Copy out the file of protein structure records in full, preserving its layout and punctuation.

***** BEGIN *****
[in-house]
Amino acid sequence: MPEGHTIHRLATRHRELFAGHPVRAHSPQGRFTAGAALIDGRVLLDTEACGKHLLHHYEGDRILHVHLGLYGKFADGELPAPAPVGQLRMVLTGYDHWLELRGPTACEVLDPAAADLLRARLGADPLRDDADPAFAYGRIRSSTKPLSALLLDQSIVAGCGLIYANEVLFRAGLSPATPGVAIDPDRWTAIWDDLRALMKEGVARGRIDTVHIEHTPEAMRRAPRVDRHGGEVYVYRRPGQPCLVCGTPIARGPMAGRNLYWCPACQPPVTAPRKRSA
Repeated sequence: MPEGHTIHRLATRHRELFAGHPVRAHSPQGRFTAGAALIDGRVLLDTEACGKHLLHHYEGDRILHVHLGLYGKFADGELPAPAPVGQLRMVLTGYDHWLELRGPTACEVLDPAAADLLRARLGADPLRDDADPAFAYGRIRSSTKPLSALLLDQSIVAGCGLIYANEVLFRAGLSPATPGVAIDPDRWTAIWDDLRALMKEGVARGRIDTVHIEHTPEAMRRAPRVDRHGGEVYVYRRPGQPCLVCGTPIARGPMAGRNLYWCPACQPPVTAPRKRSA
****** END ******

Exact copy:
[in-house]
Amino acid sequence: MPEGHTIHRLATRHRELFAGHPVRAHSPQGRFTAGAALIDGRVLLDTEACGKHLLHHYEGDRILHVHLGLYGKFADGELPAPAPVGQLRMVLTGYDHWLELRGPTACEVLDPAAADLLRARLGADPLRDDADPAFAYGRIRSSTKPLSALLLDQSIVAGCGLIYANEVLFRAGLSPATPGVAIDPDRWTAIWDDLRALMKEGVARGRIDTVHIEHTPEAMRRAPRVDRHGGEVYVYRRPGQPCLVCGTPIARGPMAGRNLYWCPACQPPVTAPRKRSA
Repeated sequence: MPEGHTIHRLATRHRELFAGHPVRAHSPQGRFTAGAALIDGRVLLDTEACGKHLLHHYEGDRILHVHLGLYGKFADGELPAPAPVGQLRMVLTGYDHWLELRGPTACEVLDPAAADLLRARLGADPLRDDADPAFAYGRIRSSTKPLSALLLDQSIVAGCGLIYANEVLFRAGLSPATPGVAIDPDRWTAIWDDLRALMKEGVARGRIDTVHIEHTPEAMRRAPRVDRHGGEVYVYRRPGQPCLVCGTPIARGPMAGRNLYWCPACQPPVTAPRKRSA